Bin Busting Bean Harvest
(Le Mars) -- Farmers took full advantage of the weekend's nice weather to harvest their crops. Soybean harvest is wrapping up, while the corn harvest is just getting started. Doug Schurr is the manager of the Craig Farmer's Cooperative Grain Elevator, and offers a general overview of the soybean harvest in northwest Plymouth county.
Schurr says many farmers were delayed with their planting due to the cool temperatures and spring rains. However, he says it was the cool temperatures in late July and early August, along with some timely rainfall that helped this year's harvest.
The grain elevator manager says he has not heard any farmer say he has been disappointed with the yield for bushels per acre.
Schurr says corn needs to have some additional warm weather in order to help bring down the moisture levels, but as with the soybeans, Schuur believes the corn harvest will prove to be better than most people had expected.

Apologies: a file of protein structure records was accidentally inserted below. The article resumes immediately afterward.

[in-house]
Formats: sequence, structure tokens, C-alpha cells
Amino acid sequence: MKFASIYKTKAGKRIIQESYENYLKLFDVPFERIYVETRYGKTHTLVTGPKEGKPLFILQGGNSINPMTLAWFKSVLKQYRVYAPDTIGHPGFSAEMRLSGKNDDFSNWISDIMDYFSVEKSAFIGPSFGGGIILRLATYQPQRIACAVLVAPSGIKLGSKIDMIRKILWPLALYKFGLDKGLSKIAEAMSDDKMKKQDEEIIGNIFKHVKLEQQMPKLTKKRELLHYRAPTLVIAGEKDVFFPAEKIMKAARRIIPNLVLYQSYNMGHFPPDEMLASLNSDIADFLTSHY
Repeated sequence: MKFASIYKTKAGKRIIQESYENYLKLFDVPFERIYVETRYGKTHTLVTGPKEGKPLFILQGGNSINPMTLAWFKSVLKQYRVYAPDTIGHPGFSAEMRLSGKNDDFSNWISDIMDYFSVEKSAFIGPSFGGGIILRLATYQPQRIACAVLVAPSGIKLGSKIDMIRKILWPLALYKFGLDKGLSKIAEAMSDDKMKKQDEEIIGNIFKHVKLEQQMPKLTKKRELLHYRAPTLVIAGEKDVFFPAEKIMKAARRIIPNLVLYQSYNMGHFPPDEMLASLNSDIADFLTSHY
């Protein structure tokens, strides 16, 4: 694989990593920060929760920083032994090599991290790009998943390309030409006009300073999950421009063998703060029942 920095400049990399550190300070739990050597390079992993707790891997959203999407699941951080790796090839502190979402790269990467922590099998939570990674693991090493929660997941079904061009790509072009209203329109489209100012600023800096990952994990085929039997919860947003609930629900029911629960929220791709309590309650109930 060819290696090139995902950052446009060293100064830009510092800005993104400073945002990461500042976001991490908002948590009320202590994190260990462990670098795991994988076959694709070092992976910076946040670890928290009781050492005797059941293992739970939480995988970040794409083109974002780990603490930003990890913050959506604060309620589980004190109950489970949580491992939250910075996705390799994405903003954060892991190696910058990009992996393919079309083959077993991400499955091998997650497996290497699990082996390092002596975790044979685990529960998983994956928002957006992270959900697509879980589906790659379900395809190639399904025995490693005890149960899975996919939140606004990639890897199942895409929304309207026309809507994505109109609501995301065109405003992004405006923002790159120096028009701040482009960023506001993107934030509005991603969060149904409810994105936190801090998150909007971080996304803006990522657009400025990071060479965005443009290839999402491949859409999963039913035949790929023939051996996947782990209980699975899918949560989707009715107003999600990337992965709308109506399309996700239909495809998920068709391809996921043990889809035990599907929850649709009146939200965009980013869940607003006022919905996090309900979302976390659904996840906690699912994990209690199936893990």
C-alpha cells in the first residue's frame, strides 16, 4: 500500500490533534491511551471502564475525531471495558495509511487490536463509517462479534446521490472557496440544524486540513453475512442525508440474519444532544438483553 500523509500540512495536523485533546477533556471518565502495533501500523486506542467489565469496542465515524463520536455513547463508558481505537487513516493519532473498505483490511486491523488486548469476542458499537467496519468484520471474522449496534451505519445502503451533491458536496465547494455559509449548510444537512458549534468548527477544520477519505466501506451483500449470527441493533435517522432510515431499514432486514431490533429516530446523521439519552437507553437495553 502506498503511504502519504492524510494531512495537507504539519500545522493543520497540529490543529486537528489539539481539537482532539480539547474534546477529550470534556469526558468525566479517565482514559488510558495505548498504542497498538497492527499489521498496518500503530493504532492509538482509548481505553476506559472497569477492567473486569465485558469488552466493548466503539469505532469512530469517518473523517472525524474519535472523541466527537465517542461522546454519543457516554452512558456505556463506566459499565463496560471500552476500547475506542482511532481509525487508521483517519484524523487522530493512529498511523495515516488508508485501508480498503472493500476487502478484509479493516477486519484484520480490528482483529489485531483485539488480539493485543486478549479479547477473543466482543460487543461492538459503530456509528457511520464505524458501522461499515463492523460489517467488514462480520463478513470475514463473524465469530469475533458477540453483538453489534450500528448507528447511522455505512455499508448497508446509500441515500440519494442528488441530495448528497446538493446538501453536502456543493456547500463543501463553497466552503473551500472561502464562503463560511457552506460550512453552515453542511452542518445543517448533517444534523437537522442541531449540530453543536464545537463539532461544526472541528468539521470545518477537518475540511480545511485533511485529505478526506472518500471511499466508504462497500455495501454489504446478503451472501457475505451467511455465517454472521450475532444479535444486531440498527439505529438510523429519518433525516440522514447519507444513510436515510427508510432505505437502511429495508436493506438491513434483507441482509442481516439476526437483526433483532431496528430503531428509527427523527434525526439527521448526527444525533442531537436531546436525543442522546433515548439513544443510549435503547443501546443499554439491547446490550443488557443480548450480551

The Craig grain elevator has needed to dry most of the corn that has been been delivered. However, Schurr says there has been some corn that is ready for long-term storage.
Schurr says in order for grain and oilseeds to be stored for long-term storage, and not spoil, soybeans should have a moisture content under eleven percent, and corn should be below 17 percent.
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